2020 Art During Covid 19
Creeping out at dawn when no-one was up and discovering the delights of solitude, space and surprising encounters was the greatest joy at the beginning of lockdown. I learned about standing still and watching, allowing nature to come to me. Even wild creatures will stay a while if you do not move a muscle and often will continue to go about their business unfazed by your presence. But binoculars were an asset in bringing creatures close. Every morning was different, weather and light, atmosphere and emotions, always the expectation of surprise.
It was easier at first as dawn came late and piling on clothes over pyjamas took only a few minutes. As the sun rose earlier there were fewer wild encounters, and encounters with the few early risers meant I took time to dress appropriately. But warmth brought swathes of wild flowers and butterflies in the meadows and the growth of crops in the fields.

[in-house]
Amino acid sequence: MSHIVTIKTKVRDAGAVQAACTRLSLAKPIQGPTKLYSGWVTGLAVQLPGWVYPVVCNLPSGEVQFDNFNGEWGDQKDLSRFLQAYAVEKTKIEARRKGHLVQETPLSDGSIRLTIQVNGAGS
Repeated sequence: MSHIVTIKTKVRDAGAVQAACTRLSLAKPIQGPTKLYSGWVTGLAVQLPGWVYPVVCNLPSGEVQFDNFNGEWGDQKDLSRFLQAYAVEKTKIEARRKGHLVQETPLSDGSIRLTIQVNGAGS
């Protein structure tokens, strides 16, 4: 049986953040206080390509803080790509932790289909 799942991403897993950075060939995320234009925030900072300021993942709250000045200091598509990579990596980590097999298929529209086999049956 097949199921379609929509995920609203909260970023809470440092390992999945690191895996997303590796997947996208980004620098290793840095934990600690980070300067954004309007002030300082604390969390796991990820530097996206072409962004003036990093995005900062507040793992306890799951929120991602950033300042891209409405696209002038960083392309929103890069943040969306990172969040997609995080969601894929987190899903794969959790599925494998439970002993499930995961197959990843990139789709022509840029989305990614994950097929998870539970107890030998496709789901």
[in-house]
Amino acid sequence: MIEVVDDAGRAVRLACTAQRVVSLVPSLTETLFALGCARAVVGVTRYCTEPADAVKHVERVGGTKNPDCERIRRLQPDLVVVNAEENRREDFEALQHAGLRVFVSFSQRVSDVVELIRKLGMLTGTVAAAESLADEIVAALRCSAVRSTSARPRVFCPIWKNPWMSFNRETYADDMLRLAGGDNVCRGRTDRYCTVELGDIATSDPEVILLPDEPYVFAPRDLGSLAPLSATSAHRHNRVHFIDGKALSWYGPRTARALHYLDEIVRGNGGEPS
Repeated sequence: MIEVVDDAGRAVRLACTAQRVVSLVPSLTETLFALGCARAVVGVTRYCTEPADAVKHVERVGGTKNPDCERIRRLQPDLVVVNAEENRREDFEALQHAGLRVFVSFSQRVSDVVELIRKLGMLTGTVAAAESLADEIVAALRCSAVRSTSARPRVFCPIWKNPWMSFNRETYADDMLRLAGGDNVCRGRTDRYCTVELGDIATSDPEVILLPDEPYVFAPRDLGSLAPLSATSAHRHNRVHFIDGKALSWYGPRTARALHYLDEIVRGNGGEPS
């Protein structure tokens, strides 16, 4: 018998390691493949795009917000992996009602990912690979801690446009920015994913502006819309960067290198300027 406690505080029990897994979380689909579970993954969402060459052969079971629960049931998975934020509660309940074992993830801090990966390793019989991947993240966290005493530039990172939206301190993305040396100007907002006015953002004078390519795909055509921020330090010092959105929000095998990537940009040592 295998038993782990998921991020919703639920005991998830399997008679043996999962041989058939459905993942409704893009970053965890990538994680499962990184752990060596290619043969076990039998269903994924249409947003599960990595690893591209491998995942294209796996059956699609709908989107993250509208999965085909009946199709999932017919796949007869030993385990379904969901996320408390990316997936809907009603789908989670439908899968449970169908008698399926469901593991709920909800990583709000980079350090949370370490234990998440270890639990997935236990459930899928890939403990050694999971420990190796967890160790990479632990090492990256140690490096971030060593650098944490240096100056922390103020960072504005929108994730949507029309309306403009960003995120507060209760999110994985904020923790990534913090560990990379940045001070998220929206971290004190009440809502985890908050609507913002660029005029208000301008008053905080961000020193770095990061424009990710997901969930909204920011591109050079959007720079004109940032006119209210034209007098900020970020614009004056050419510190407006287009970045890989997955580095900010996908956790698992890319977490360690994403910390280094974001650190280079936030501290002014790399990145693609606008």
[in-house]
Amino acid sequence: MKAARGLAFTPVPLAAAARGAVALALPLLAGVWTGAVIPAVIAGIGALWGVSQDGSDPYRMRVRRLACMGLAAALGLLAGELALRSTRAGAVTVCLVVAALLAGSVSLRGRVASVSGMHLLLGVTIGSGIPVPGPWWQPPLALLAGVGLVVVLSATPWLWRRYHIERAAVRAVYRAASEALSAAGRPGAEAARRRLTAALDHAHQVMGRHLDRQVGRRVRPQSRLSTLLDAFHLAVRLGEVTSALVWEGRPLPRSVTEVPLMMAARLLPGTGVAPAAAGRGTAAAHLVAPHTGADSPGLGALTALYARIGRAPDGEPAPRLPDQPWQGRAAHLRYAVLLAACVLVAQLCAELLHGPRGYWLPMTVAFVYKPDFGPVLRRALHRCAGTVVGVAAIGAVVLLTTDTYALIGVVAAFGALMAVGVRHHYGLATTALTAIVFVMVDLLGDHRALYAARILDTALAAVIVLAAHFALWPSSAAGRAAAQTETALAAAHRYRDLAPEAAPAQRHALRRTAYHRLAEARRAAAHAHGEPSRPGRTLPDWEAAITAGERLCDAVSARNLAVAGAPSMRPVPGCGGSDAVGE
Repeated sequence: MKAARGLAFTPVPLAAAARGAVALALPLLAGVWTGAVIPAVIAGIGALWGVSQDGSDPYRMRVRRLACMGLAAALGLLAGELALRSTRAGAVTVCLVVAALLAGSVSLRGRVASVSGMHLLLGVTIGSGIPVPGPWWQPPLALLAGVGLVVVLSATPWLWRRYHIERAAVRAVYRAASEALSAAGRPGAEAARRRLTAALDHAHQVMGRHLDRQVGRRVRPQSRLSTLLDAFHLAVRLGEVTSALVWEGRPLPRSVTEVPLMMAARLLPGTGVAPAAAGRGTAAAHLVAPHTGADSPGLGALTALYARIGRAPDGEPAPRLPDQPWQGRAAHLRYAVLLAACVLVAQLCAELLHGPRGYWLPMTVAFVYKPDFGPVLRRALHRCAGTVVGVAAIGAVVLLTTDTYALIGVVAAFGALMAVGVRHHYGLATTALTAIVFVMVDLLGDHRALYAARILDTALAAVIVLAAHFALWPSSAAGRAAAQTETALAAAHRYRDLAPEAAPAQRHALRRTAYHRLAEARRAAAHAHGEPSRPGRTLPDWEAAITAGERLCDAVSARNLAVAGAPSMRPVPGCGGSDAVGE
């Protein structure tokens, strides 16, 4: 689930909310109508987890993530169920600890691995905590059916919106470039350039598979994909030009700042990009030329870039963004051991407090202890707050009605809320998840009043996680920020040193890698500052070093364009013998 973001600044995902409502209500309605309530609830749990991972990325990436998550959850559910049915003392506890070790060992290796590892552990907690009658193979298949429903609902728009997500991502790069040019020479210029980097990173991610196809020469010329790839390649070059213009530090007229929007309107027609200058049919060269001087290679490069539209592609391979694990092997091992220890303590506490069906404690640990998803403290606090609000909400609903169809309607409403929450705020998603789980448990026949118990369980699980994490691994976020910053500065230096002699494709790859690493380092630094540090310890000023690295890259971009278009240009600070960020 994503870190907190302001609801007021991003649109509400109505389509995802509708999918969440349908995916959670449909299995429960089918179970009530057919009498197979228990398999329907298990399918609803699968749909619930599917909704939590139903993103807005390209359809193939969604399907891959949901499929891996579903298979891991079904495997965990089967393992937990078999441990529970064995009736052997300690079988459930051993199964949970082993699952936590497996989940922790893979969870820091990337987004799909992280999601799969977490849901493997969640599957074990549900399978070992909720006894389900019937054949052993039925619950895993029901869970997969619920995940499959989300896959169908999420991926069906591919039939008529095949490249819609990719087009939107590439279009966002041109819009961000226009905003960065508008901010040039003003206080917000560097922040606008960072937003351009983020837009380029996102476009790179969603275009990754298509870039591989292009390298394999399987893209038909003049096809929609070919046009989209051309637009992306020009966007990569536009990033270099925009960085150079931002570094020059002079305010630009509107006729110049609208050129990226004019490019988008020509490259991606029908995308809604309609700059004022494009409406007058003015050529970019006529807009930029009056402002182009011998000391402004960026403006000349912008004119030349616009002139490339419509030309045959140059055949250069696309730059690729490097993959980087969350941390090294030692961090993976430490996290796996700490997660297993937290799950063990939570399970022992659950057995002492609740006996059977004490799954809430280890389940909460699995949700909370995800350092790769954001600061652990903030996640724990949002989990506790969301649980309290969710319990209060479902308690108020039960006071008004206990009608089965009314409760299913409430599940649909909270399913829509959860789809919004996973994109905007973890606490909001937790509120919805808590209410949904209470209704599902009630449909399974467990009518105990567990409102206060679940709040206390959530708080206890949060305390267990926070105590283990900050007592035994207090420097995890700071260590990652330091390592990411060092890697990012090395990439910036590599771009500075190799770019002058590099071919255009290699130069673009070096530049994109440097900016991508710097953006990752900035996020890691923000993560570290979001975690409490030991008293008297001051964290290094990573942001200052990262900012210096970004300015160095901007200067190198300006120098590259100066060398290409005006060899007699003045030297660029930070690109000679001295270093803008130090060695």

Many of my paintings are inspired by these early morning walks. In the landscape gallery look for local woodlands and hills.
During lockdown I had to resort to making do with materials in the studio and it was a time of collage, tearing cardboard and brown paper and working on any surface I could find. So notice the change in style of some of my work.
May came and Oxfordshire Artweeks changed to virtual. There was the challenge of learning how to make a video, and deciding that as it was unlikely that there would be any sales this year it was time to gift some art. In 2020 20 paintings had to go. Applying for a painting of choice proved popular, and those successful visited the garden exhibition and collected their picture.
As autumn arrives and I begin to look back, it is a delight to see how many paintings have been finished over the summer. One constant is the fortnightly change of the Wheatley United Reformed Church noticeboard. As this became redundant for church activities I turned it into a wayside pulpit, examples of which can be seen in the gallery.